looking for a hash windows shell extension? Hashtab is probably one of the best.
HashTab provides OS extensions to calculate file hashes. HashTab supports many hash algorithms such as MD5, SHA1, SHA2, RipeMD, HAVAL and Whirlpool. HashTab is supported as a Windows shell extension and a Mac Finder plugin. HashTab provides an easy way to verify file integrity and authenticity
What if you want to check the hash against a database of known bad or good hashes?
Use nsrlquery of course!
nsrlquery is an umbrella project that’s home to two separate, distinct subprojects:nsrlsvr, which provides a server that yields nsrl rds information on request, andnsrllookup, a simple command-line application that queries the server. The server is unix-only, but the client runs just fine on Windows.
But wait, what’s the nsrl rds and why is it important? Glad you asked!
The National Institute of Standards and Technology (nist) hosts the National Software Reference Library (nsrl). This is a set of millions of applications, libraries, common configuration files and every other thing imaginable that gets stored on a hard drive. As part of the nsrl, they’ve also published sha-1 and md5 hashes of everything in the nsrl. This list of hashes is called the Reference Data Set (rds).
Many digital investigations are plagued by a needle and a haystack problem: out of terabytes of data the investigator may only be interested in a small fraction. One of the most important tasks in digital forensics is winnowing out what might be wheat from what is overwhelmingly likely to be chaff. Many forensics tools, such as md5deep, can vet the hashes they create against a known-good list — but these tools are often ill-suited to make use of the rds, which is well over a gigabyte. Loading up a gigabyte of data every time one wishes to use md5deep is just not practical: a more pragmatic approach was needed.
How do I install it?
nsrllookup is just a ./configure && make && make install dance, like any other well-mannered application. For the Windows binaries it’s even easier: just drop the executable somewhere on your PATH and start having fun.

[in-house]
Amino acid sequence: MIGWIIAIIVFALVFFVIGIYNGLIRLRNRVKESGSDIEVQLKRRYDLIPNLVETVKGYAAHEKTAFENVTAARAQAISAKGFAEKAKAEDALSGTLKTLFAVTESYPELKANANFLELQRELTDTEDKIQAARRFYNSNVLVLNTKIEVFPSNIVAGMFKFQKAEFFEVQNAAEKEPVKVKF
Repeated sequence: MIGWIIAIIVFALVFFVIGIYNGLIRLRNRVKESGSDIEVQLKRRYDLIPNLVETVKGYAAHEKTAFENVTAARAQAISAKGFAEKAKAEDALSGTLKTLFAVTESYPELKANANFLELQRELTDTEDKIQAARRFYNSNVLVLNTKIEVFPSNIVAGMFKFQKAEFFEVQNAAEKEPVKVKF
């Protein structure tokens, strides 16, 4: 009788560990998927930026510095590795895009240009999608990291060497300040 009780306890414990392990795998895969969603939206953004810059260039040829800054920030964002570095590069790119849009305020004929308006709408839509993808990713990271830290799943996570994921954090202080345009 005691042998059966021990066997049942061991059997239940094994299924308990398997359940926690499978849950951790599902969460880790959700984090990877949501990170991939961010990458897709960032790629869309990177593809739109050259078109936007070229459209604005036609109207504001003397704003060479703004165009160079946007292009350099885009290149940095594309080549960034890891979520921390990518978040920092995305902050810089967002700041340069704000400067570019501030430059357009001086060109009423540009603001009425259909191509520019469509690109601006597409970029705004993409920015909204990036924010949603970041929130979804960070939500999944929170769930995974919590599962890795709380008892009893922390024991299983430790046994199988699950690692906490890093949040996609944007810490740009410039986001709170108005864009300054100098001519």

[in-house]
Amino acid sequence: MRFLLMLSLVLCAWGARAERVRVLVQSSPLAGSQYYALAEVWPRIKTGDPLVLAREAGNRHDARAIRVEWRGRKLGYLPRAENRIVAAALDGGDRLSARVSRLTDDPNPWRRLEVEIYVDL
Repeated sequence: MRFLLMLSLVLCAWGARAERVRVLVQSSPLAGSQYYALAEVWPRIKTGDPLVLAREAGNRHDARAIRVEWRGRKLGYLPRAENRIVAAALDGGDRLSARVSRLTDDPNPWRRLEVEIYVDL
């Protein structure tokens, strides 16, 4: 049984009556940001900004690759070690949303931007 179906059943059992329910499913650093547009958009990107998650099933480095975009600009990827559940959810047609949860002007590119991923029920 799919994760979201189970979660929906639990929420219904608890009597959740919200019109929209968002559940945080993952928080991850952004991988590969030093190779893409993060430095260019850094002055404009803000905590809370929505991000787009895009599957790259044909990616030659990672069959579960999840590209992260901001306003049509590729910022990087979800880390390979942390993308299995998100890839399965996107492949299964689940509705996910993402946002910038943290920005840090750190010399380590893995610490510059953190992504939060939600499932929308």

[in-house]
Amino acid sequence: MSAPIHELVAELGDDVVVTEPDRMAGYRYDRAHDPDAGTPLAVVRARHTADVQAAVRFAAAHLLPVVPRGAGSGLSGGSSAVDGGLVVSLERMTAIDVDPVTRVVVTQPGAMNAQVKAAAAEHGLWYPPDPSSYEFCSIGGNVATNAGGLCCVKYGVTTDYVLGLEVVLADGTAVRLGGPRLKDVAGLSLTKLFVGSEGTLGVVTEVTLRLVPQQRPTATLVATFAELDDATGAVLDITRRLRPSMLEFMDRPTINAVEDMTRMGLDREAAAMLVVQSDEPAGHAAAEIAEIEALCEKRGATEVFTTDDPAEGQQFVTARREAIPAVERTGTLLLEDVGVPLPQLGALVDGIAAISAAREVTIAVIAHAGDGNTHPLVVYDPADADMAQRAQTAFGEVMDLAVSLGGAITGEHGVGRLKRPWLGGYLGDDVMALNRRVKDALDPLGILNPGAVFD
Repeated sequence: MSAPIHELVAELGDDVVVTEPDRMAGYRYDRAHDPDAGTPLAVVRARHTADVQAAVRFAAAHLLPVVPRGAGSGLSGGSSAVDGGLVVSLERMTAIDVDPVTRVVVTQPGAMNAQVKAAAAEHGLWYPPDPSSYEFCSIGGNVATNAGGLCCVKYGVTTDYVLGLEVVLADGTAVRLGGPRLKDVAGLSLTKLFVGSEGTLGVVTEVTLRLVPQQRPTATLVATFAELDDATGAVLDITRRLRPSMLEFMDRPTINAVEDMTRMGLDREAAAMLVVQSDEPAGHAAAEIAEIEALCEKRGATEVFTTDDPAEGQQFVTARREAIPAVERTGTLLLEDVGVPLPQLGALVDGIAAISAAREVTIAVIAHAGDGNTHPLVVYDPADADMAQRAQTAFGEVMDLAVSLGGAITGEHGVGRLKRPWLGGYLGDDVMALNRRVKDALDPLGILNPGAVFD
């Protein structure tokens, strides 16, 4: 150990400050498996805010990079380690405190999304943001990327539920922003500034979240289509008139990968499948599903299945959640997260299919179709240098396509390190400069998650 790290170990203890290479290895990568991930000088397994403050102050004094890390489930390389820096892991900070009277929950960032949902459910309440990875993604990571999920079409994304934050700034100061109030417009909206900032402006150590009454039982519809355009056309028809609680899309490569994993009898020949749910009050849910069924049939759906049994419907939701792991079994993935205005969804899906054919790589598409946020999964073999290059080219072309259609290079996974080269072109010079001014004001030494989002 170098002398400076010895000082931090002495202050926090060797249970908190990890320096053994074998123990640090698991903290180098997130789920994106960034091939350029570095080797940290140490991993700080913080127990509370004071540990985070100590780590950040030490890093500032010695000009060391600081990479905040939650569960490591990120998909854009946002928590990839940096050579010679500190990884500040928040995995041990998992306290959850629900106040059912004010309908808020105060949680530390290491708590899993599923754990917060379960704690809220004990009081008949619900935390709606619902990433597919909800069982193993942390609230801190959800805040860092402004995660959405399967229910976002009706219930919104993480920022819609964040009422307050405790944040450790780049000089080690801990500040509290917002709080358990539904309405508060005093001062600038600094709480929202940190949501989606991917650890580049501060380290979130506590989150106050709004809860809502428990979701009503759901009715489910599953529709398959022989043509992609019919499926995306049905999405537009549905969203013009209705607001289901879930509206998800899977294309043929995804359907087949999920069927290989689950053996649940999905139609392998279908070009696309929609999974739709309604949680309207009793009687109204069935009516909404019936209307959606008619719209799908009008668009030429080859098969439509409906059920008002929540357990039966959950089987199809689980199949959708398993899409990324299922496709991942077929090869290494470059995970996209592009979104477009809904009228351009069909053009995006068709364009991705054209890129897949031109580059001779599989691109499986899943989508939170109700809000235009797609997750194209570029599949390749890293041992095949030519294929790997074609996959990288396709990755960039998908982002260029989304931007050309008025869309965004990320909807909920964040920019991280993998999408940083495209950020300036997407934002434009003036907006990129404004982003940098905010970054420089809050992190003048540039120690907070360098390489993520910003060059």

nsrlsvr requires a little more work. Read the included INSTALL file carefully.
How do I use it?
Once the server is built, starting it is as simple as launching it from the command line. Alternately, since it’s a well-behaving unix daemon it can be easily integrated into your particular unix’s daemon management system (launchctl, /etc/init.d, etc.).
Using the lookup tool is as simple as:
$ md5deep -r /path/to/mounted/disk | nsrllookup
It will print a list of all files that miss the nsrl rds. You may invert the behavior (only listing hits) with the -k flag. Alternately, if you need to generate both hits and misses in a single pass, use both the -K and -U flags:
$ md5deep -r /path/to/mounted/disk | nsrllookup -K KNOWN -U UNKNOWN
Once it finishes, the file KNOWN will contain hits (hashes known to the nsrl rds) and the file UNKNOWN will contain misses (hashes unknown).
Why should I trust it?
Right now you probably shouldn’t trust it — at least not without doing your own checks on its operation in order to ensure that it’s working correctly enough for you!
Although these tools are in use by real people doing real investigative tasks, that’s a pretty lousy reason to trust a piece of software. Real trust comes from having a codebase that’s small enough to read, well-written enough to be clear, and documented enough to accurately guide you through the code as you make your own decision of whether it’s trustworthy.
nsrlsvr is in the neighborhood of a thousand lines of well-written C++ code. It defines a grand total of one custom object which amounts to maybe twenty lines. Everything else is written in a very C-like dialect of C++ for ease of auditing, although it makes heavy use of C++’s superior memory management facilities, built-in data structures, and file I/O. Read it. I don’t think you’ll be disappointed!
nsrllookup is slightly smaller, but still in the neighborhood of a thousand lines of well-written C++ code. Like the server, the code is readable. Read it, and make your own decision about whether to trust it.